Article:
A few nights ago, my two teenaged daughters were upset with one another. It had been mounting, the pressure that is. Finally, I called for a meeting in the basement, bright lighting shown and all. I remarked, “So, you don’t like her criticizing you. And you don’t like her peanut gallery judgements. Well, I do not like any of it. So, here now please agree to stop doing that. Both those things.” By the way, a little psychological trick I learned from “Mind Strategist” Dr. Dan Schaefer, author of “CLICK!”. The little trick is to not use the word(s) while instructing what you want someone to NOT do or touch.   So, I used the word ‘THAT’. Or the phrase, “Both those things”, instead.   Of course, the two begin blaming each other for their reactions. I tell them, “You can’t blame each other. That’s just ridiculous. Let us just stop saying those things.” There were grumbles, yet I pointed out each individual’s personality trait that annoyed the other. And I pointed out the lack of se

The Intersection

  The intersection I always wanted to create independence in my children. Yet, there is a dichotomy in parenting.  It's the push pull. Or at least that's what I call it. In my mind, the constant ebb and flow of parenting has been since I was a child. It was subtle then.  But I knew what it was.  I watched it. I was the parent-child. The parent-child is perhaps the Great worrier. As ironic as that seems, it's the intersection I've wrestled with. I wanted to be free. As a child I knew I had to be somewhat of a 'Babysitter' to not only my older and younger siblings, as well my parents.  For I was the child parenting the whereabouts of my parents. The whereabouts was not just a physical  entity. It was the arena of their status of an emotional whereabouts that they might be. I was always in check.  I knew at some point and time I would have to let go of parenting my siblings, or rather monitoring their whereabouts.  My parents?  I wondered when that would end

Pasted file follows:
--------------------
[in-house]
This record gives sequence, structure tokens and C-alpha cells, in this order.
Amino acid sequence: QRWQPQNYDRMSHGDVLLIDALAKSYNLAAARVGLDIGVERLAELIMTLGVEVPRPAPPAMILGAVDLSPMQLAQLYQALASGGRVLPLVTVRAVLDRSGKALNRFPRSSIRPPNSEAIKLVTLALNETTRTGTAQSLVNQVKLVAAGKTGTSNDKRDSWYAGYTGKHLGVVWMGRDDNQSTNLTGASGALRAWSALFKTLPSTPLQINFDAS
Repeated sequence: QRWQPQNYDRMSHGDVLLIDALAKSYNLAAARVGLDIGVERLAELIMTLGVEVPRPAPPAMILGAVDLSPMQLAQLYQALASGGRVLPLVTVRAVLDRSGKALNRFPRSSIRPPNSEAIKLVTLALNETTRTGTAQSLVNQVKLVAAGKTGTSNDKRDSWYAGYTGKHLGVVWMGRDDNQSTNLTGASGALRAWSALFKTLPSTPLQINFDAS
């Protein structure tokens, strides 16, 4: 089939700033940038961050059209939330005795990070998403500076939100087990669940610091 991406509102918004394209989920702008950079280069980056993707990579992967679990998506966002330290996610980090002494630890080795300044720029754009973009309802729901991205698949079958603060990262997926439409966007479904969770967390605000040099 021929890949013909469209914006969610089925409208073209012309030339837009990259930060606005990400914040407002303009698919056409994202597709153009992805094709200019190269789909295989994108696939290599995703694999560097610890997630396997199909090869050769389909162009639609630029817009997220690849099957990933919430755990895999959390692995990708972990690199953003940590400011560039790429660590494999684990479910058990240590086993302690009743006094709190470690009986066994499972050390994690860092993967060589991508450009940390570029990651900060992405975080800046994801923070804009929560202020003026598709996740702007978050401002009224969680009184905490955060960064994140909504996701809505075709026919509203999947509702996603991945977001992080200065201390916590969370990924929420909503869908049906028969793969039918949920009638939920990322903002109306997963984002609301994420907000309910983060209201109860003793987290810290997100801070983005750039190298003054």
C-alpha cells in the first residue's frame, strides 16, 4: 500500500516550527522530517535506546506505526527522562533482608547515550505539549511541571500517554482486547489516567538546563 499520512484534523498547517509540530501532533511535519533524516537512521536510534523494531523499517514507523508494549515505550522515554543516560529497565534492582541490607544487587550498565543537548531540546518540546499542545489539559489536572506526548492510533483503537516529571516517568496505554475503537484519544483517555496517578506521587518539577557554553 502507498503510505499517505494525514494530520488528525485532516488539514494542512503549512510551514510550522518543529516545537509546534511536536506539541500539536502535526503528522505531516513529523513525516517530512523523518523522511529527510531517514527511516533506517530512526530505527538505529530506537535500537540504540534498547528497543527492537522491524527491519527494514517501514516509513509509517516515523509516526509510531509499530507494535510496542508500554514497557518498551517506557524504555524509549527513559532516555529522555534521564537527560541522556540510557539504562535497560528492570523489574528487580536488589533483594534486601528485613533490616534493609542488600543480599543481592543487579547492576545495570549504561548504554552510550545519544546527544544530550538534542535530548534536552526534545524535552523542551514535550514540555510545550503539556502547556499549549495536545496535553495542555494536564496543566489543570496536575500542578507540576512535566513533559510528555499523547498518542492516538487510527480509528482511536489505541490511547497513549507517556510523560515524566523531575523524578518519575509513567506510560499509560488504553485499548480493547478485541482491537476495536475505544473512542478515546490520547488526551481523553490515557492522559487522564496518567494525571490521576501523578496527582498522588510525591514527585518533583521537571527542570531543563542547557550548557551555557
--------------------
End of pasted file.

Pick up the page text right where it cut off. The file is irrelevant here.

The Better Living...

  It is amazing the way this day lands in 2021. Today, this year the date April 4th cuts across multiple cultural/ethnic and religious lines... It is the date that MLK was assassinated, which I remember vividly. This year it is Easter. And it is Qingming Festival... Tomb-sweeping Day in China, Malaysia, Thailand and in about eight other countries it is celebrated.   All three items are significant to me. Firstly, I come from Lutheran and Catholic religious families. Secondly, there will always remain a red thread in my soul and across my heart… I have Chinese family and Thai family relations.   And Third, this date is to me is the first although solemn, as a most significant piece of history I remember from my childhood. It was the assassination of MLK. It was a horrid day. One I won’t ever forget. I still feel the loss, deep in my soul. The Vietnam War is second in my childhood memory of historical events.   The names of the dead, casualty numbers shown on our television sets, ‘In

A Mental Chore

  A Mental Chore As I sat at our dinner table with our family of four, a little over two years ago. Our two teenage daughters and husband were discussing how reading enriches the mind. And how wonderful it was that all three of them were readers. I listened in as only an alien from a foreign solar system could. The three at that point could probably easily have read 100 pages per hour and comprehend what they'd read. Reading and comprehension were not in my mental vocabulary. To say it best I was reminded of just how painful reading has been all my life. Rarely, was it not. As they chatted, I remained inside my quiet, little restless mental hell-hole. I know my IQ just touches the mark of genius. A friend of mine begged me to take an IQ test after I'd adopted our first child. My friend gave IQ tests.  She was from Shanghai and well...Brilliant.  i figured everyone would find out just how dumb I really was. I was forty-one years of age (2003) when I finally acquiesced he